Speech Perception – The Basics

Jane Madell
February 4, 2012


The real goal of technology is to assure that kids are hearing and understanding speech. First we need to know if the hearing aids are set appropriately (see HOW DO I KNOW IF THE HEARING AIDS ARE WORKING WELL?) Next we need to look at how well the child understands speech. This is a big topic so we will need to divide it up. In this blog I am going to start talking about the basics, then we can talk about specifics for different age groups in future blogs.

During basic hearing tests we test speech perception at comfortably loud levels with earphones. For example, if a child has a 50 dB hearing loss, we will test speech perception at 90 dB. This is a good way to test with earphones; it gives a good estimate of what we can expect under good listening conditions. However, when we test kids with hearing aids or cochlear implants we want to know how the child is hearing in real life situations. Testing at loud levels may tell us how a child hears in the best conditions but not how they hear in critical daily listening situations. Kids with typical hearing hear well when listening to loud, normal and soft speech. They learn a lot by “overhearing” things around them – hearing soft speech – sometimes hearing things we wish they did not hear. We want our kids with hearing loss to be able to do the same. It is important that kids hear normal conversation (50 dBHL) and soft conversation (35 dBHL).  They need to hear and understand when it is quiet and when there is background noise because, unfortunately, the world is noisy. If a child hears well at normal conversation but poorly for soft speech and in noise it means that she will have trouble hearing in many daily situations. She will have problems hearing with the talker is more than 4-5 feet away, in the kitchen when the dishwasher is running, in the playground, in school.   This will result in delays in both language and literacy.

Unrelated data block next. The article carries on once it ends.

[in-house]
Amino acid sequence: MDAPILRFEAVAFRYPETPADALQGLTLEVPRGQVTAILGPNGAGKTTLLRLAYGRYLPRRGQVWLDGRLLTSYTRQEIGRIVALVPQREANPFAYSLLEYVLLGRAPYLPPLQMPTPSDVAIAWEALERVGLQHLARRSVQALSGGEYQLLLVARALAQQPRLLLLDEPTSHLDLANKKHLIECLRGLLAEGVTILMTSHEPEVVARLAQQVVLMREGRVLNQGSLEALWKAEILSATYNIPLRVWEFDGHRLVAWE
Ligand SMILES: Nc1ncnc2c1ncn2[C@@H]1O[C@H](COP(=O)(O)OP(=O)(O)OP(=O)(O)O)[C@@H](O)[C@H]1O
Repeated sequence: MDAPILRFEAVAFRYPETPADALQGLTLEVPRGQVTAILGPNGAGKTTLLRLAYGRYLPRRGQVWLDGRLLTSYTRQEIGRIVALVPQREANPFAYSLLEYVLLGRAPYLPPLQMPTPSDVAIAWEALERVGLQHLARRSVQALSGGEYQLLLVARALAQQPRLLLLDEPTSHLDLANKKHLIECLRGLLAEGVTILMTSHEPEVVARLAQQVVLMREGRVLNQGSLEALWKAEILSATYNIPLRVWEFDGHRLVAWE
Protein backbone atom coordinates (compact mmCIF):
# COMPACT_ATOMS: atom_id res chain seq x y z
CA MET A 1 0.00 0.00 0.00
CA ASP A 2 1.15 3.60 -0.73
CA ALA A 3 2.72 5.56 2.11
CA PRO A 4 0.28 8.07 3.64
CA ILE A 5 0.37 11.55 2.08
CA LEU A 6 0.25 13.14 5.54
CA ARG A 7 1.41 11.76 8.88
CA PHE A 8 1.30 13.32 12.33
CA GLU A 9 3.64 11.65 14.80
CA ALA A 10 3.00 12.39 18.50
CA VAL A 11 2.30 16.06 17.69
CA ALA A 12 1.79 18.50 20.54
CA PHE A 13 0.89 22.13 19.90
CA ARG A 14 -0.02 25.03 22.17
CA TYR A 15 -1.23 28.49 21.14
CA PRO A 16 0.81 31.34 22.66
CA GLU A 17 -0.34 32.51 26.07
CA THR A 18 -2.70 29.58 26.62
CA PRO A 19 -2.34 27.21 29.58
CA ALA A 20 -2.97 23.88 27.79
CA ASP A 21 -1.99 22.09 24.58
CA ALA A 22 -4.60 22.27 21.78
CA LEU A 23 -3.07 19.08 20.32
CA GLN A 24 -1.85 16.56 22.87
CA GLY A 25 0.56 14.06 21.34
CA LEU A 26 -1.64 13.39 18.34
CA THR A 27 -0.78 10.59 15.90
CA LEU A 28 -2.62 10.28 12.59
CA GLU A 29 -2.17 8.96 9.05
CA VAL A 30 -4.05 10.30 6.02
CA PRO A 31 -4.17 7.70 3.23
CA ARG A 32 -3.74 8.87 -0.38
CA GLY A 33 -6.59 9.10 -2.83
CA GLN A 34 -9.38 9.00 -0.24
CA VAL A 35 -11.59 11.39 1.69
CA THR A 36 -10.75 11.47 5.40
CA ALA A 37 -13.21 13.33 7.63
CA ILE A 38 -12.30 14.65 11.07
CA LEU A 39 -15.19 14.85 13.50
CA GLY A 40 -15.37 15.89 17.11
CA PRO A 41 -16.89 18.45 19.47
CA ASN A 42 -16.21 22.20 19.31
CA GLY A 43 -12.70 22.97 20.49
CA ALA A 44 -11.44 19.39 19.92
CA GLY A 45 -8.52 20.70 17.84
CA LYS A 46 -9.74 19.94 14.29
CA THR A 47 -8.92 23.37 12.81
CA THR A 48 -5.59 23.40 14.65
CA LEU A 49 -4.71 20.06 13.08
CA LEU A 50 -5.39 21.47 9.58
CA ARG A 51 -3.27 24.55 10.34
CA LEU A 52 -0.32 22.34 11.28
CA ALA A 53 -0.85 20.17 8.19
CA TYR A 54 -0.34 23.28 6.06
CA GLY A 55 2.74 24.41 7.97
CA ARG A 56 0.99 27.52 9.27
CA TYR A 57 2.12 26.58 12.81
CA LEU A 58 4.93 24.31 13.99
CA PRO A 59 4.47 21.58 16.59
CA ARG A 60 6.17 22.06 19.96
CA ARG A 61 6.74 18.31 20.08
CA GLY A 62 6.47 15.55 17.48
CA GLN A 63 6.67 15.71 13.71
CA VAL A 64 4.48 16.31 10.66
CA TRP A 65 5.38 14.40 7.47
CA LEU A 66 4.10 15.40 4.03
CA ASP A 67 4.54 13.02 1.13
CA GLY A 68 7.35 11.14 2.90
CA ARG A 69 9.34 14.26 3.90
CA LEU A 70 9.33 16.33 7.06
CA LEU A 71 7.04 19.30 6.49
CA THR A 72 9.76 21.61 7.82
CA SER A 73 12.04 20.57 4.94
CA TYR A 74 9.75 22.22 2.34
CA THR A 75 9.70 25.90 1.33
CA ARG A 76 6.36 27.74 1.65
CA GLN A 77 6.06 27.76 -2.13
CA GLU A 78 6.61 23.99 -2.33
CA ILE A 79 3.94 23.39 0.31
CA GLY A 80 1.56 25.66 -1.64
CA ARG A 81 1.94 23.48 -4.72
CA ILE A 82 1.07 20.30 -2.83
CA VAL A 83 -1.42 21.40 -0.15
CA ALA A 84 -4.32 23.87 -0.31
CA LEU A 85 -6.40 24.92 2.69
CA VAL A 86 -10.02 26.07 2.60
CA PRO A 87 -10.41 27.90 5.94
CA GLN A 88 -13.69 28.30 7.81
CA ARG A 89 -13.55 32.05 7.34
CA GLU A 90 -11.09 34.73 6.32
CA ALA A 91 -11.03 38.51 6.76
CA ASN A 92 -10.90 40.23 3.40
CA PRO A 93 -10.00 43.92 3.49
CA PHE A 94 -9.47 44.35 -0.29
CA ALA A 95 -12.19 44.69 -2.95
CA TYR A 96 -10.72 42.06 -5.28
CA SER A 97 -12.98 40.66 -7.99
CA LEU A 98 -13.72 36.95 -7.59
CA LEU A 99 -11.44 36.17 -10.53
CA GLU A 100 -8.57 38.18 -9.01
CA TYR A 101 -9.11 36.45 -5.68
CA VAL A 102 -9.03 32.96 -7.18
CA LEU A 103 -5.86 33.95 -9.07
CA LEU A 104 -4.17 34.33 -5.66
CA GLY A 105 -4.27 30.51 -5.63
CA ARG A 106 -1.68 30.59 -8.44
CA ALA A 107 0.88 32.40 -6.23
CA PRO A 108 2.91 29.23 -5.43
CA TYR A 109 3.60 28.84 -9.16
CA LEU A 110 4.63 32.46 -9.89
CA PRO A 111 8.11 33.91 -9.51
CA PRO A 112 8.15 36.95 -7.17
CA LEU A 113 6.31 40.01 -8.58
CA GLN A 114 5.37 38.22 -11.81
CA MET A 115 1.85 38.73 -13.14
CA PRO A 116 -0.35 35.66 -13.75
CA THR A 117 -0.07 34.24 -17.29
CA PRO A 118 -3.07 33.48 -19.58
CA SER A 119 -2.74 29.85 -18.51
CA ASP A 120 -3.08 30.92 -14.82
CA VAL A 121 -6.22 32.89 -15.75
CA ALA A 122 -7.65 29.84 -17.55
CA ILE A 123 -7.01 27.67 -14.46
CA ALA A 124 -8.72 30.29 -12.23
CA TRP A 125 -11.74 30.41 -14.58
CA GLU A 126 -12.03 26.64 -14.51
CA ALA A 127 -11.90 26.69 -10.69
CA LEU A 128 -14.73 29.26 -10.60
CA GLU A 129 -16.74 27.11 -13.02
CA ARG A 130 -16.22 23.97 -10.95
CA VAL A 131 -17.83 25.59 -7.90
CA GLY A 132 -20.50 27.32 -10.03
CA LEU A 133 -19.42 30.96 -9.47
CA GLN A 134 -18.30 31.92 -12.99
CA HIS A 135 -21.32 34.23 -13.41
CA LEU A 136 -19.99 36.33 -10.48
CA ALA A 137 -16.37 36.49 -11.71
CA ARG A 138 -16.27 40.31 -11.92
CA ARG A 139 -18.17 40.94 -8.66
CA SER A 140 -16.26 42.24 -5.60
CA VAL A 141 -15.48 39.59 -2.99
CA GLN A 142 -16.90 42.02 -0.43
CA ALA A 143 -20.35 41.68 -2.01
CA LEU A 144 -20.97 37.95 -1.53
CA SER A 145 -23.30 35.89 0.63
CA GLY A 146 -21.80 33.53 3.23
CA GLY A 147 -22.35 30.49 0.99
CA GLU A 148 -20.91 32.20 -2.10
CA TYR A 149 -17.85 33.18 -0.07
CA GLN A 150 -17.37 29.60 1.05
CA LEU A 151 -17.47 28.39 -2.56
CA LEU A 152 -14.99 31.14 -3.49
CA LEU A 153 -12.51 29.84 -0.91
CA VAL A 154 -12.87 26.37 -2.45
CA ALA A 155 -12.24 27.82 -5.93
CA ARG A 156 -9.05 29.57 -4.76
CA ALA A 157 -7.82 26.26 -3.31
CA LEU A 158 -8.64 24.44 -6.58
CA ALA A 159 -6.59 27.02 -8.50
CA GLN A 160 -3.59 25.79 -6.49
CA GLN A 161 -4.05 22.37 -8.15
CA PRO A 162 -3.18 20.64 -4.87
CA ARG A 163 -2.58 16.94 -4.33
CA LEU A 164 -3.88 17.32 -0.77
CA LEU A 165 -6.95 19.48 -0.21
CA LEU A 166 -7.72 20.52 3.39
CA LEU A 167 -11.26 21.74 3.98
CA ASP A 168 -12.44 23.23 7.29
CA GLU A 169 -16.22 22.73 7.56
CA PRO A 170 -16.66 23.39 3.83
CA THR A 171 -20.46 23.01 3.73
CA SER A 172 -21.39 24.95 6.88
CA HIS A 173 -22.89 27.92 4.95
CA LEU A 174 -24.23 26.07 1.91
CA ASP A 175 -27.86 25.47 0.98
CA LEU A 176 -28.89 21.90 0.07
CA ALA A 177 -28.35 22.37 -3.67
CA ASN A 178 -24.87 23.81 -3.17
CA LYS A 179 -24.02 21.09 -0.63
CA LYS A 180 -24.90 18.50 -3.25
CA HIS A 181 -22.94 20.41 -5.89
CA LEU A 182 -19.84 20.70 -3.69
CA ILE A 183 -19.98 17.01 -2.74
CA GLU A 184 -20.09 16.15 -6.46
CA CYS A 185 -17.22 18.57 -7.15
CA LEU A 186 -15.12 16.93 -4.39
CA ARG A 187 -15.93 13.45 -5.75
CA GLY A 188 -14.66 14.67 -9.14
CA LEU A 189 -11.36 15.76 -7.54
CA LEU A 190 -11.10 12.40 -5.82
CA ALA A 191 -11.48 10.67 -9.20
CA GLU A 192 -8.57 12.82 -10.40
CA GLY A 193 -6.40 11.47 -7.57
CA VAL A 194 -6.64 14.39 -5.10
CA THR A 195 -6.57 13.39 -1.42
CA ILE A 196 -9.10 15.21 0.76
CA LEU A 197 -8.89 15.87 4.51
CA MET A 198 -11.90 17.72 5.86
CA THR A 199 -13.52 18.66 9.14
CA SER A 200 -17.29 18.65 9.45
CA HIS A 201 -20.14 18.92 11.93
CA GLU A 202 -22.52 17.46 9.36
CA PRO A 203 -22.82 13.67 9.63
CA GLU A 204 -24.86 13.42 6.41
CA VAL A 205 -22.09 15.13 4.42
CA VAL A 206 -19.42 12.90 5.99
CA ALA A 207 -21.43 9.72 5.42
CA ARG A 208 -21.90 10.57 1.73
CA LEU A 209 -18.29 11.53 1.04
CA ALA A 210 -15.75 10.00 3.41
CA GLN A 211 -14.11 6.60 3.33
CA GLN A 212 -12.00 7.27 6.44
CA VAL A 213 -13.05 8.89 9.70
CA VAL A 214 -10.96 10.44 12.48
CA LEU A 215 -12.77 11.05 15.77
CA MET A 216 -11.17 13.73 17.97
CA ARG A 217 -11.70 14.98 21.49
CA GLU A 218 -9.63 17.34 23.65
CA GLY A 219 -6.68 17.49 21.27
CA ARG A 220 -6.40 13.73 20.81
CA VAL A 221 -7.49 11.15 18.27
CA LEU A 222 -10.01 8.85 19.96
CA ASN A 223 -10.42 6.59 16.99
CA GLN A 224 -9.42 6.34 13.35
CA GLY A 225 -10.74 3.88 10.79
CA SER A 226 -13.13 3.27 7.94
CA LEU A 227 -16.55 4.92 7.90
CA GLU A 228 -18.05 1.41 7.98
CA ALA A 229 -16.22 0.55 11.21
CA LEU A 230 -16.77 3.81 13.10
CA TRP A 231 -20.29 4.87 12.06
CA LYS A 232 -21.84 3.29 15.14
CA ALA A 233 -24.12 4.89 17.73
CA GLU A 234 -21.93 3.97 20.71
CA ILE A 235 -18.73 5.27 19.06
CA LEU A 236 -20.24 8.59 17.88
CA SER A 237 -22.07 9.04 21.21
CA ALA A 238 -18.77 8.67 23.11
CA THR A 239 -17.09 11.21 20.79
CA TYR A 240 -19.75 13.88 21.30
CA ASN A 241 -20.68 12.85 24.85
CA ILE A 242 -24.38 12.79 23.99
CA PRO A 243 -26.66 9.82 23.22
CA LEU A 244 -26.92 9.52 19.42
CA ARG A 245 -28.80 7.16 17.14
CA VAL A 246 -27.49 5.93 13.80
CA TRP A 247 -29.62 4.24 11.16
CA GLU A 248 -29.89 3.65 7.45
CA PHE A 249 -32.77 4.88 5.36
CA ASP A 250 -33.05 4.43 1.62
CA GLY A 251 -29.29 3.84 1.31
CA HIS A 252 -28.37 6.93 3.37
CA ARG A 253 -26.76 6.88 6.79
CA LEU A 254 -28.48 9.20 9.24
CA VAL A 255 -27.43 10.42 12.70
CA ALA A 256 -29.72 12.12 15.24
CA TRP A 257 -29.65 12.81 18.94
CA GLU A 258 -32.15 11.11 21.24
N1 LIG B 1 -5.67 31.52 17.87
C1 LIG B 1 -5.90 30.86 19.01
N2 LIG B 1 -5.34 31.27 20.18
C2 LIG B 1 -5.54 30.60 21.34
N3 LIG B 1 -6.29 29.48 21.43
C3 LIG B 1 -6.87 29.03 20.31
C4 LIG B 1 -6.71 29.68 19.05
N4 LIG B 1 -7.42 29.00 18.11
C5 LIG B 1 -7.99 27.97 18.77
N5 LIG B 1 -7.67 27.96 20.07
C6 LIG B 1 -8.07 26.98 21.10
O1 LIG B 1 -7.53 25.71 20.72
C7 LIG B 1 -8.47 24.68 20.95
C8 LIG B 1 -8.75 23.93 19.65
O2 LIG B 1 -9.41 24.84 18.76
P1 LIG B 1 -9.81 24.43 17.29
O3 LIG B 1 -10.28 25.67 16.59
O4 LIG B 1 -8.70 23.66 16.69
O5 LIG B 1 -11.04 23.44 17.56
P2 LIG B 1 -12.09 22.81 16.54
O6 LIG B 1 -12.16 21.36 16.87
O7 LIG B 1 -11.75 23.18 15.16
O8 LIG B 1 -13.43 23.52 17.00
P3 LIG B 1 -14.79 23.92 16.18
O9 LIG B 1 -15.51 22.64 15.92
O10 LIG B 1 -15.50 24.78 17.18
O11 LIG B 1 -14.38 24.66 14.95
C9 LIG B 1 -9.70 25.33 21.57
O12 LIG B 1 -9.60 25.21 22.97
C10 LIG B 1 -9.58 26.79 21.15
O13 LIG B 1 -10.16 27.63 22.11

The table below shows an example of test results for one child. This child hears well at normal conversation but poorly for soft speech and in noise. If this child was only tested at normal conversational levels we would not know that he was having problems and would not know that we needed to make a repair.

Right Left Binaural
50dB HL 88% 84% 88%
35dB HL 64%
50dB HL +5 SNR 54%

Looking at these test results, we know that  language exposure will be limited. We know that we need to find a way to improve speech perception for soft speech and speech in noise. What is the effect of this poor speech perception? It will definitely interfere with learning. The child will have less exposure to speech, which means that it will take longer for him to get the language exposure that a typical child has. If we want him to compete with his peers we need to fix this.

The first thing to try is to change hearing aid settings. It may simple require making the hearing aids louder. If after changing settings and retesting, if things are not better it may be necessary to try different hearing aids, or to consider moving to a cochlear implant. It may be time to consider using an FM system on a full time basis to provide access to distant speech and to speech in noise. If we know that the technology is providing enough gain (the child is hearing at sufficiently soft levels throughout the frequency range) but speech perception is not good enough, we should look at the therapy the child is receiving. For a child to learn to use audition it is essential that he have listening and spoken language therapy designed specifically to develop auditory skills.

In summary, never give up. We CAN and MUST provide kids with good auditory access to speech and language. We need to be sure kids are hearing what they need to hear. If not, we need to fix it.

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